How the Market and Grid Interact

Explore the relationship between the electricity grid and the market.

The Electricity Grid and Market

All of us power our lives with electricity. EirGrid is responsible for the electricity grid and market in Ireland. The grid is an intricate system of cables that transports electricity from where it is generated to where it is used.

The electricity market is where generators and suppliers trade electricity. A lot of work happens behind the scenes to balance supply and demand. Market trading ensures that we have a safe and reliable electricity supply.

The Integrated Single Electricity Market (I-SEM)

Since 2018, the I-SEM is the wholesale electricity market for Ireland and Northern Ireland. It brings together these two markets into an all-island arrangement. The wholesale electricity market is where electricity is bought and sold before being delivered to consumers. Its two main participants are generators and suppliers.

It aims to deliver:

  • Security of supply across the island.
  • A competitive process for setting prices, including the use of capacity auctions.
  • Use the interconnectors more efficiently.
  • Maximise the use of renewable sources of electricity.

SEMO and SEMOpx make up parts of the electricity market. They are overseen by the SEM Committee, consisting of the Commission for the Regulation of Utilities (CRU) in Dublin, the Utility Regulator (UR) in Belfast, plus an independent member and a deputy independent member.

Role of SEMO

The Single Electricity Market Operator (SEMO) operates and administrates the Single Electricity Market. The Single Electricity Market consists of:

  • Two ex-ante energy markets: where market participants submit their bids and offers before the market closes.
  • A balancing market: balances real-time supply and demand for electricity.
  • Two markets for financial instruments: where participants can hedge against price fluctuations months or years before the energy is delivered.
  • A market for capacity remuneration: for generators and interconnectors who deliver energy into the grid.

These markets operate independently and on different timelines. See the SEMO website for more details on how each of these markets operate.

Role of SEMOpx

Single Electricity Market Operations (SEMOpx) operate the day-ahead and intraday electricity markets for Ireland and Northern Ireland. These are the two ex-ante markets for trading energy.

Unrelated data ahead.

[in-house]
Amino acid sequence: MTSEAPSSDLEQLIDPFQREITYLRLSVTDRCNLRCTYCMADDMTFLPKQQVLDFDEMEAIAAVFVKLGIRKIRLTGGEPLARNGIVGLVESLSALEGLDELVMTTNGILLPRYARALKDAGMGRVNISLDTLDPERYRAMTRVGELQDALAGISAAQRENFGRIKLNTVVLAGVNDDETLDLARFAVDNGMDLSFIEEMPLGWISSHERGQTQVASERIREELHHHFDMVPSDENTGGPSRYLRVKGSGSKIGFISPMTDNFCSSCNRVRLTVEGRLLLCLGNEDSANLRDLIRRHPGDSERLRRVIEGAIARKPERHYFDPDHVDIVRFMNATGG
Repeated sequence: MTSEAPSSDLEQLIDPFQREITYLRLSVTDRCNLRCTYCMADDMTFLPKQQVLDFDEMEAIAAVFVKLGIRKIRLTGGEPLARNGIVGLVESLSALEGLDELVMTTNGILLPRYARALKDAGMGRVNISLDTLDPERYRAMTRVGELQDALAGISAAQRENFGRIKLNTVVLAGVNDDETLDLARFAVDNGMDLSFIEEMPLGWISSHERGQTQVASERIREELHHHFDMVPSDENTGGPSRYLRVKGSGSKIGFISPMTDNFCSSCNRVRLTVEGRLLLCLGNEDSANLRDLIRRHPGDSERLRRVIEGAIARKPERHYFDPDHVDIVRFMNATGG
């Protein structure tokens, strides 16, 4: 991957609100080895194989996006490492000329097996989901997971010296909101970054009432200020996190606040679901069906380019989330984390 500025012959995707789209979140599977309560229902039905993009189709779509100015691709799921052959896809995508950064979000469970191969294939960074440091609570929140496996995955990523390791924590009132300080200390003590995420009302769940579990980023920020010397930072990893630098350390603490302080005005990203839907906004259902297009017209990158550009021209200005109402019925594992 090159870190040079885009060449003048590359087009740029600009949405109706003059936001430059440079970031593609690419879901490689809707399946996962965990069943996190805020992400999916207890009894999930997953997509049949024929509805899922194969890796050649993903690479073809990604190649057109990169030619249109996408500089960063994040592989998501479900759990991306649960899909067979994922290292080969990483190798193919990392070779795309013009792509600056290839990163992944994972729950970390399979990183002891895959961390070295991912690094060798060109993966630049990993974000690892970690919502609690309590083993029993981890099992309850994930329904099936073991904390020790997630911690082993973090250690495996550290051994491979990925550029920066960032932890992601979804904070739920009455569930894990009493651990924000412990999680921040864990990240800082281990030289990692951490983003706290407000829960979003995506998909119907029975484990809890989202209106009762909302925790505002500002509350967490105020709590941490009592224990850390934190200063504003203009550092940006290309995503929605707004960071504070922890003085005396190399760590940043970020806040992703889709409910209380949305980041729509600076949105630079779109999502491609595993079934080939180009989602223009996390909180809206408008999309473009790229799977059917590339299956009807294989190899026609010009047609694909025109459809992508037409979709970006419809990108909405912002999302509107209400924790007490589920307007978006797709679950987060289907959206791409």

The day-ahead market is a daily auction. It closes the day before the energy is delivered. The intraday market is closer to real time, with three auctions every day.


Interconnectors with other countries also help our power system to run effectively. In the past, our geographical location was a challenge. It meant that electricity prices tended to be higher in the all-island market than in Great Britain.

We now have 2 interconnections in place with Great Britain. This allows us to share power across our networks. Electricity flowing more efficiently should help to lower prices. Energy flows between:

  • Ireland and Wales with the East West Interconnector.
  • Northern Ireland and Scotland with the Moyle Interconnector.

Interconnectors also allow us to support more renewable generation. Our Shaping Our Electricity Future section shows more about how we plan to leverage renewable energy. 

Future Interconnectors

The Moyle interconnector went into commercial operation in 2002, while EWIC was 2012.

We are currently working to deliver the Celtic Interconnector between France and Ireland. It is expected to be completed in 2026.

Work is also underway to build Greenlink, an subsea interconnector between Great Britain and Ireland which will allow power to flow in either direction. This is due to be completed in 2024. 

See our Interconnection page for more details.